The Art of Being Bill: Bill Murray and the Many Faces of Awesome

Our Rating

Author: Ezra Croft, Jennifer Raiser

Publisher: Race Point Publishing

Year: 2018

MPAA Rating: G

As a kid Bill Murray confused me. I thought he was funny and endearing and larger than life (long before he was in the movie Larger Than Life), but he also made me uncomfortable. There was something about his interaction with women that totally freaked me out, whether it was flirting with fellow camp counselors in Meatballs, giving Gilda Radner noogies as Todd and Lisa, or pursuing Dana Barret in Ghostbusters. He walked the line between playful and affectionate and, well, sexual harassment. In short, it was complicated. As Murray’s career progressed, it became clear that he was complicated. Even the broadest comedic performances had layers, and it turned out he had an uncanny ability to deliver on roles that were serious and nuanced. The Art of Being Bill: The Many Faces of Awesome by Ezra Croft and Jennifer Raiser perfectly captures the various facets of Mr. Murray and is a delightful read for any fan.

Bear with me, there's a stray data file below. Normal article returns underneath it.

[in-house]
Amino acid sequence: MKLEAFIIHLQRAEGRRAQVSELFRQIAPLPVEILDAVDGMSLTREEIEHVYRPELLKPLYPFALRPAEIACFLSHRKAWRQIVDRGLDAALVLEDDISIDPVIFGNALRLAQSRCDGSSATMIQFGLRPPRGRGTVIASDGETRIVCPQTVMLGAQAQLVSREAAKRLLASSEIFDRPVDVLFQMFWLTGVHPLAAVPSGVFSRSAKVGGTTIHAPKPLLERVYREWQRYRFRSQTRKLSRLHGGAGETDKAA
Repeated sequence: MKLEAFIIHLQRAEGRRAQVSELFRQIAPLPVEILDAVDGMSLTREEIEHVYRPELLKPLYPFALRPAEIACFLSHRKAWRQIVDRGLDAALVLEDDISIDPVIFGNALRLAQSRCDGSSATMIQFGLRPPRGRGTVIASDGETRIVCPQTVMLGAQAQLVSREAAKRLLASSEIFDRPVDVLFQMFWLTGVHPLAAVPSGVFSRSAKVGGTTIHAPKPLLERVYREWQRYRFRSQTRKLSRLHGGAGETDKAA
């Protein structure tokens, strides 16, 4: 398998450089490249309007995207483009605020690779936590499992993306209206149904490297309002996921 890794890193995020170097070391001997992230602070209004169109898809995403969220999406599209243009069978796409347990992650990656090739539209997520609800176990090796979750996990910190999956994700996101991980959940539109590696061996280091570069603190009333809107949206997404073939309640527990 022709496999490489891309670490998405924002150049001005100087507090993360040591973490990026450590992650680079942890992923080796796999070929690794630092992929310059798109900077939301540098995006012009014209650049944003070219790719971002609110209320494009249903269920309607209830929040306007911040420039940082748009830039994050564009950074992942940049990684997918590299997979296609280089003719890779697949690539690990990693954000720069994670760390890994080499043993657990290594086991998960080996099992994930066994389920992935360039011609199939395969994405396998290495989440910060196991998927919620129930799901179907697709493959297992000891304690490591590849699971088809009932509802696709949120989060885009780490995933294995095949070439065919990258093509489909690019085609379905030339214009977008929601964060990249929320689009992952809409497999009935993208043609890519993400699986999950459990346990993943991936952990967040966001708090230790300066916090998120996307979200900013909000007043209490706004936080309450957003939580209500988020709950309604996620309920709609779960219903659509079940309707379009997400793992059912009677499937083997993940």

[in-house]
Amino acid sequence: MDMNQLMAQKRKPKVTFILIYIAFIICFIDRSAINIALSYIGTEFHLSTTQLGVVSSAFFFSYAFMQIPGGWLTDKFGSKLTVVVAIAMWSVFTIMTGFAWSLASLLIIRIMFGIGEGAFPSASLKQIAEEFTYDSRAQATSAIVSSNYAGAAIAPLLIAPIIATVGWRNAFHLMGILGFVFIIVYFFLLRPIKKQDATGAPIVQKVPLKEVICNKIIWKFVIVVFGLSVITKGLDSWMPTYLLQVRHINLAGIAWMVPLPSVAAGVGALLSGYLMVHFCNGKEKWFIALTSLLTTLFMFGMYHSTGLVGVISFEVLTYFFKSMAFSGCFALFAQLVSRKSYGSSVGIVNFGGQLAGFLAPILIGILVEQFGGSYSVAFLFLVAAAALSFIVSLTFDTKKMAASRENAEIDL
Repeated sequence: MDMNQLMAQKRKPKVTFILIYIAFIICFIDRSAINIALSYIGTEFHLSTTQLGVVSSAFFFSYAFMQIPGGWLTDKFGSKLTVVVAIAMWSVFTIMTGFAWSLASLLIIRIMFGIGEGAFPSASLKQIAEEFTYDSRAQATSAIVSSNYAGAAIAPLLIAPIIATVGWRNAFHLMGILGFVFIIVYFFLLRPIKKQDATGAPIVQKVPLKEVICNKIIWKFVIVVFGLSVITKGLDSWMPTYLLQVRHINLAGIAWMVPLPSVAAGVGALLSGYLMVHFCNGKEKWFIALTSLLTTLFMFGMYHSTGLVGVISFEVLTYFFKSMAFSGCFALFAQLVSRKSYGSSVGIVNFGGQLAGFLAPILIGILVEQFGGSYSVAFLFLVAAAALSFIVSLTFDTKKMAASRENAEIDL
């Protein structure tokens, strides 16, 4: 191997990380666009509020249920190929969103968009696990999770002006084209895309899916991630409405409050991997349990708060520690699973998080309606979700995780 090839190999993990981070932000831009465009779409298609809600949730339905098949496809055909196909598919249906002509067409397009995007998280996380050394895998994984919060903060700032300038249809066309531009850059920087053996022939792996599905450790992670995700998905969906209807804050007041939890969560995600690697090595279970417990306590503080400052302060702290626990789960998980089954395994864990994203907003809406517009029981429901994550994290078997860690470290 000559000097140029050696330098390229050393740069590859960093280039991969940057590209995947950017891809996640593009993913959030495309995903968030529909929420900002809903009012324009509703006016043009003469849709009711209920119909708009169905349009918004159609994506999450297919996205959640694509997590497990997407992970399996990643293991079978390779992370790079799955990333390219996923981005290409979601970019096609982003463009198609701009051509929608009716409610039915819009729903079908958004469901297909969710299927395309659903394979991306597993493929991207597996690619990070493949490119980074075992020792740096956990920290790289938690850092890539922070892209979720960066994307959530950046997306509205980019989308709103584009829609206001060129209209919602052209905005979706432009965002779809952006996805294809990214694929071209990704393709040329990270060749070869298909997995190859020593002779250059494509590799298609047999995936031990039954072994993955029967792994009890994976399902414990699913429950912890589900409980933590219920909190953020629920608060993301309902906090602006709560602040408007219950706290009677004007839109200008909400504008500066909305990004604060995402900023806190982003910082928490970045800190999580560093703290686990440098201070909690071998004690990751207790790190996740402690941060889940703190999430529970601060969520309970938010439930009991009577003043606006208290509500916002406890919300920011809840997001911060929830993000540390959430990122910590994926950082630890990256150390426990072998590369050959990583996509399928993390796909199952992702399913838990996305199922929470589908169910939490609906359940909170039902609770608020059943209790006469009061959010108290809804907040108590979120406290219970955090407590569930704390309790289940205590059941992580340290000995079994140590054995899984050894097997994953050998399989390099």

Though largely comprised of artwork featuring Bill Murray, The Art of Being Bill also includes a thoughtful synopsis of each of his films, behind the scenes trivia, and random stories about things Bill has done while out and about. You won’t find in-depth biographical information or details of his private life, but somehow this seems fitting. Over the years Murray has become something of a mythical being, more akin to a unicorn than your average celebrity, so it makes sense that he has captured so many imaginations. There are representations of Bill Murray in just about every conceivable art form (sketch, collage, painting…cake) and they depict every emotion under the sun. Appropriately, the book is divided into eight personalities or moods including The Thinker, The Intense, The Charming, The Melancholy, and (wait for it!) The Complex. See, I knew he was complicated!

It’s a bit frustrating that information about each piece is confined to the Contributors section in the back of the book (and is then arranged alphabetically by the artist’s last name rather than page number), but at least the content is available and engaging. Overall it’s a fun celebration of a man who has been making us laugh, think, and scratch our heads for four decades.  


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